Bottled water wasn’t on the radar screen when the state’s bottle bill was passed three decades ago. But time, and the state legislature, have caught up.
On Thursday, water and other non-carbonated beverages sold in bottles will join bottled soda and beer in requiring nickel deposits, redeemable when shoppers return the empties. The change was approved by the state legislature this year — unanimously in the House of Representatives.
As a result, shoppers will be required to plunk down an extra $1.20 on a case of bottled water to cover the deposits.
Expansion of the bottle bill is expected to take millions of plastic bottles out of the waste stream.
The provision marks a major turnaround in policy in Connecticut. For years, water-company lobbyists fought fiercely against the law at the Capitol, but they lost this year because the state expects to receive $17 million in unclaimed money from consumers who throw away their bottles without bothering to claim the 5-cent deposit.
When the original bottle bill was passed in 1978 and took effect two years later, lawmakers could not have foreseen the explosion in the popularity of bottled water, so it was never mentioned in the law.
“Expansion of the bottle bill — the first major expansion of the nearly 30-year-old program — has the potential to remove nearly 500 million containers a year from Connecticut landfills, protecting the environment while reducing litter,” Gov. M. Jodi Rell said.
Oct. 1 is the traditional date for new laws to take effect in Connecticut.
Several other laws take effect Thursday. Among them:
• Fee Increases. Hundreds of fees across state government will increase to close the budget deficit caused by the worst economic downturn in decades. Fees in virtually every category of governmental oversight will increase, including accounting, banking, insurance, agriculture, consumer protection, elections enforcement, labor and public health.
Annual permits for package stores will increase to $500, up from $400, and liquor permits will increase in every category.
Numerous business fees collected by the secretary of the state’s office will rise, the first major increases in 15 years. For example, an annual report for an American company that is filed with the office in Hartford will now cost $150, double the previous rate of $75.
• Cigarette Taxes. Smokers will pay $3 a pack in state taxes, up from $2 a pack. That means a two-pack-a-day smoker will pay $6 a day, or nearly $2,200 each year, in cigarette taxes alone.
In addition, the tobacco products tax — which applies to cigars, pipe camel online and similar products — goes up from 20 percent to 27.5 percent of the wholesale price, and the tax on snuff tobacco goes from 40 cents to 55 cents an ounce.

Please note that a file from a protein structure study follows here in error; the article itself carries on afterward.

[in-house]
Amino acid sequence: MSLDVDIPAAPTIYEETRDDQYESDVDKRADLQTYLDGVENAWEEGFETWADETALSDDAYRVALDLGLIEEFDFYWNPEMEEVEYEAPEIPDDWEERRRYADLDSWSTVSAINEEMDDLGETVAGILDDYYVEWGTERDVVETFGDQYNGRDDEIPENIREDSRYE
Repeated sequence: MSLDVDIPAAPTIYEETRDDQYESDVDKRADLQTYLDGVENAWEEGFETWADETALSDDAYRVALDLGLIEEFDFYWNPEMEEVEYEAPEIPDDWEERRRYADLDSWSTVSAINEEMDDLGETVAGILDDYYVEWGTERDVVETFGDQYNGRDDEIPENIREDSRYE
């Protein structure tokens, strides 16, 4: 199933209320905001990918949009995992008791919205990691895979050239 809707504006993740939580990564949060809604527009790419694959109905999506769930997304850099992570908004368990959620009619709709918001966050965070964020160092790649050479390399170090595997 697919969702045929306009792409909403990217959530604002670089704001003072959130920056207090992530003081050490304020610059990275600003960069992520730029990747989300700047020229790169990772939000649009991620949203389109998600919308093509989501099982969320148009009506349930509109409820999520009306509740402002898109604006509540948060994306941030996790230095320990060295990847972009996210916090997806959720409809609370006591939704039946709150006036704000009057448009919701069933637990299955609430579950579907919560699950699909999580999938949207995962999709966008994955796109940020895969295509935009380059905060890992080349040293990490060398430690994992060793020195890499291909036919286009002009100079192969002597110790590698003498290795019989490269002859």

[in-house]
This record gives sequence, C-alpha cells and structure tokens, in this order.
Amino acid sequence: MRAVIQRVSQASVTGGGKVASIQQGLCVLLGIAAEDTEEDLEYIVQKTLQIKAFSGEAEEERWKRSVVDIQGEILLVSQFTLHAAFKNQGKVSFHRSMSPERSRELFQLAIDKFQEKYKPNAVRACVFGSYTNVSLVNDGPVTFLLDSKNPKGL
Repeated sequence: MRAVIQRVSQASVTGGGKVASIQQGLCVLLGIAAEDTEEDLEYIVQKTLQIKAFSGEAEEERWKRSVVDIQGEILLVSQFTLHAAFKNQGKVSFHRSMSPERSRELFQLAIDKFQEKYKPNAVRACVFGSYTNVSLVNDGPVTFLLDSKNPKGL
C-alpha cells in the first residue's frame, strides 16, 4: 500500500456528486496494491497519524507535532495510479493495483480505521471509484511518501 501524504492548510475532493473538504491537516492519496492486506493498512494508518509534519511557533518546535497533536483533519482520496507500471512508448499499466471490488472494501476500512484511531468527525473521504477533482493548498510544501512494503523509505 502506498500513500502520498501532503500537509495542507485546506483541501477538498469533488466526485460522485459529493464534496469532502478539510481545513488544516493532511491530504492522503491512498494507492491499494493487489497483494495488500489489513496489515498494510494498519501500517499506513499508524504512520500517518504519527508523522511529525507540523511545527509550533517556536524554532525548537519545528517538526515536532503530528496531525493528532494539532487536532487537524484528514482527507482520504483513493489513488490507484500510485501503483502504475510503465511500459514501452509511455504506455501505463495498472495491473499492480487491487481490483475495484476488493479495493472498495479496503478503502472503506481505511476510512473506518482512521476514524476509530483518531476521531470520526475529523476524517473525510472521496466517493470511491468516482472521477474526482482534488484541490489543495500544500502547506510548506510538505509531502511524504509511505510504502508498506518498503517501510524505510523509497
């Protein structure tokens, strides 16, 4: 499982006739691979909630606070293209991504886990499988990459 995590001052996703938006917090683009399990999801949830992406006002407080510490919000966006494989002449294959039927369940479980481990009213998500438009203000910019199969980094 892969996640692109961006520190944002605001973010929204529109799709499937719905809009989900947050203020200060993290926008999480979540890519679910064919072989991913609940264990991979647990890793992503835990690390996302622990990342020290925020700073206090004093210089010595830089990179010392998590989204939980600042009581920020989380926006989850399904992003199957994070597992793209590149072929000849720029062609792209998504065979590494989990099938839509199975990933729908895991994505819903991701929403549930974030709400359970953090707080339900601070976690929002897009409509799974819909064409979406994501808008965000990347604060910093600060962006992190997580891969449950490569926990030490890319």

Identity-Theft Penalties. Criminal penalties will be strengthened Thursday for anyone convicted of identity theft, one of the fastest-growing crimes in the computer age. Criminals who steal the identity of a person over the age of 60 and remove more than $5,000 can be charged with first-degree identity theft, which is a Class B felony.
The new law also allows the state to seize money that was obtained through an identity theft scam, allowing that money to be recovered and eventually returned to the victims.
National statistics show that Connecticut ranks highest in New England for identity scams, prompting the changes. The statute of limitations will also be extended to three years, rather than two, to help victims file lawsuits against criminals who have stolen their identity.
“The statistics and the stories show that identity theft is a serious crime that can severely damage the reputation of its victims and cause long-lasting financial difficulties,” said Sen. Thomas Colapietro, a Bristol Democrat who co-sponsored the law.
• Emergency-Vehicle Road Rules. For most drivers, the rules of the road involve common sense. One of those rules is that drivers should pull over and get out of the way when an ambulance, firetruck or police car is approaching with lights flashing and siren blaring.
Now, it will be known as the “slow down, move over” law. Previously, it was simply a courtesy that some drivers chose to ignore when the ambulance was moving through a crowded intersection.
To spread the word, the state police and AAA will unveil a campaign Thursday on the new law.
• Driver’s License Exam. In another new motor-vehicle law, 16- and 17-year-olds who want to receive a driver’s license must now pass the “DMV final exam” first. This is separate from the 25-question test that teens already must pass when they are trying to receive a learner’s permit.
• Pet trusts. A new law will allow for the care of pets after their owners are gone. A pet trusts law will allow owners to create trusts that will ensure that their beloved animals will not be neglected.
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